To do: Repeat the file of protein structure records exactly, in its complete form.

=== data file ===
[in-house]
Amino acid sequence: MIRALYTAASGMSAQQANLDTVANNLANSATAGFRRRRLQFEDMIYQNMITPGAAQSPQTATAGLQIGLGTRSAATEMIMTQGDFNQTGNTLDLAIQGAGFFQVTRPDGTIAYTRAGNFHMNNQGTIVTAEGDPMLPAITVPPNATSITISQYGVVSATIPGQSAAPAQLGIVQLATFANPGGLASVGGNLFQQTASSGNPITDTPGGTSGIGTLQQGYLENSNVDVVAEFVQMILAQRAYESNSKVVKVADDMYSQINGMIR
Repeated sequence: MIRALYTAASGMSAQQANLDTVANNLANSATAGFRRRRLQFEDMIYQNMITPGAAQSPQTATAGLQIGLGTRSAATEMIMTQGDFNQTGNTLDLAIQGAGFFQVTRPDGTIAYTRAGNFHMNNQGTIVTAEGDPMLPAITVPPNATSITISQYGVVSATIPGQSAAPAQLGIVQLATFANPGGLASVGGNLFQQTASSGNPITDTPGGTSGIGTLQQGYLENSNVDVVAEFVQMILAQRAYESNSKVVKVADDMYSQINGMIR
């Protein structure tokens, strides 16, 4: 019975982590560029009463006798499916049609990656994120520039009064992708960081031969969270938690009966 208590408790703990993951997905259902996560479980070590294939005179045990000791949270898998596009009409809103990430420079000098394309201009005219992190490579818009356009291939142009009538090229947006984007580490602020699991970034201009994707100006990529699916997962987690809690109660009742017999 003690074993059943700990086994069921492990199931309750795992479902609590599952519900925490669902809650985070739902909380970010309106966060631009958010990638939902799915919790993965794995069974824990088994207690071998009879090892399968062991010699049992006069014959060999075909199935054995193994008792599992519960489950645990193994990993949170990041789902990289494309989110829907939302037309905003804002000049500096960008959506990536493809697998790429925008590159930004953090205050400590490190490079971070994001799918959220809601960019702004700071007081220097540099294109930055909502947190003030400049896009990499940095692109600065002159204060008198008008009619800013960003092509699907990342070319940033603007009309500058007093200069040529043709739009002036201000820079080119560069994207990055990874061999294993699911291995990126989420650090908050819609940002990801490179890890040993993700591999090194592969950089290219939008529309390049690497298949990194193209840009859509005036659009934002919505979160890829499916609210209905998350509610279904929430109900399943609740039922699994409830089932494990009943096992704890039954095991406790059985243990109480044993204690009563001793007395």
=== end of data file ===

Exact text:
[in-house]
Amino acid sequence: MIRALYTAASGMSAQQANLDTVANNLANSATAGFRRRRLQFEDMIYQNMITPGAAQSPQTATAGLQIGLGTRSAATEMIMTQGDFNQTGNTLDLAIQGAGFFQVTRPDGTIAYTRAGNFHMNNQGTIVTAEGDPMLPAITVPPNATSITISQYGVVSATIPGQSAAPAQLGIVQLATFANPGGLASVGGNLFQQTASSGNPITDTPGGTSGIGTLQQGYLENSNVDVVAEFVQMILAQRAYESNSKVVKVADDMYSQINGMIR
Repeated sequence: MIRALYTAASGMSAQQANLDTVANNLANSATAGFRRRRLQFEDMIYQNMITPGAAQSPQTATAGLQIGLGTRSAATEMIMTQGDFNQTGNTLDLAIQGAGFFQVTRPDGTIAYTRAGNFHMNNQGTIVTAEGDPMLPAITVPPNATSITISQYGVVSATIPGQSAAPAQLGIVQLATFANPGGLASVGGNLFQQTASSGNPITDTPGGTSGIGTLQQGYLENSNVDVVAEFVQMILAQRAYESNSKVVKVADDMYSQINGMIR
């Protein structure tokens, strides 16, 4: 019975982590560029009463006798499916049609990656994120520039009064992708960081031969969270938690009966 208590408790703990993951997905259902996560479980070590294939005179045990000791949270898998596009009409809103990430420079000098394309201009005219992190490579818009356009291939142009009538090229947006984007580490602020699991970034201009994707100006990529699916997962987690809690109660009742017999 003690074993059943700990086994069921492990199931309750795992479902609590599952519900925490669902809650985070739902909380970010309106966060631009958010990638939902799915919790993965794995069974824990088994207690071998009879090892399968062991010699049992006069014959060999075909199935054995193994008792599992519960489950645990193994990993949170990041789902990289494309989110829907939302037309905003804002000049500096960008959506990536493809697998790429925008590159930004953090205050400590490190490079971070994001799918959220809601960019702004700071007081220097540099294109930055909502947190003030400049896009990499940095692109600065002159204060008198008008009619800013960003092509699907990342070319940033603007009309500058007093200069040529043709739009002036201000820079080119560069994207990055990874061999294993699911291995990126989420650090908050819609940002990801490179890890040993993700591999090194592969950089290219939008529309390049690497298949990194193209840009859509005036659009934002919505979160890829499916609210209905998350509610279904929430109900399943609740039922699994409830089932494990009943096992704890039954095991406790059985243990109480044993204690009563001793007395």